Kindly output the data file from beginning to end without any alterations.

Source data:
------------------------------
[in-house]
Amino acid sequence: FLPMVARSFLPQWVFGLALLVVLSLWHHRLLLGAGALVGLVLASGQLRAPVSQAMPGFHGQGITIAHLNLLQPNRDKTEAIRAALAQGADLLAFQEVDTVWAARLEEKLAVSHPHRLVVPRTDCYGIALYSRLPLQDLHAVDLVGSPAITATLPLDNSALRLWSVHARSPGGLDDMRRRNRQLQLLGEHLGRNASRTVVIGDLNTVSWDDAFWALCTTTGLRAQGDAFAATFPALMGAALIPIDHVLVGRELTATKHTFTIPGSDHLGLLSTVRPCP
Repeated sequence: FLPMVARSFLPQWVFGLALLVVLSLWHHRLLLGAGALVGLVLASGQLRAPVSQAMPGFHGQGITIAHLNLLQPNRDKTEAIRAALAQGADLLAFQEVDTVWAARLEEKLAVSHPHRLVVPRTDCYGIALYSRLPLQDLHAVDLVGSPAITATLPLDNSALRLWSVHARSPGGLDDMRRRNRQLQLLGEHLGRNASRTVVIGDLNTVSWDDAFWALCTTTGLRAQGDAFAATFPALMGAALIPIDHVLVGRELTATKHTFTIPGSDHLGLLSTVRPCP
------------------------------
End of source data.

[in-house]
Amino acid sequence: FLPMVARSFLPQWVFGLALLVVLSLWHHRLLLGAGALVGLVLASGQLRAPVSQAMPGFHGQGITIAHLNLLQPNRDKTEAIRAALAQGADLLAFQEVDTVWAARLEEKLAVSHPHRLVVPRTDCYGIALYSRLPLQDLHAVDLVGSPAITATLPLDNSALRLWSVHARSPGGLDDMRRRNRQLQLLGEHLGRNASRTVVIGDLNTVSWDDAFWALCTTTGLRAQGDAFAATFPALMGAALIPIDHVLVGRELTATKHTFTIPGSDHLGLLSTVRPCP
Repeated sequence: FLPMVARSFLPQWVFGLALLVVLSLWHHRLLLGAGALVGLVLASGQLRAPVSQAMPGFHGQGITIAHLNLLQPNRDKTEAIRAALAQGADLLAFQEVDTVWAARLEEKLAVSHPHRLVVPRTDCYGIALYSRLPLQDLHAVDLVGSPAITATLPLDNSALRLWSVHARSPGGLDDMRRRNRQLQLLGEHLGRNASRTVVIGDLNTVSWDDAFWALCTTTGLRAQGDAFAATFPALMGAALIPIDHVLVGRELTATKHTFTIPGSDHLGLLSTVRPCP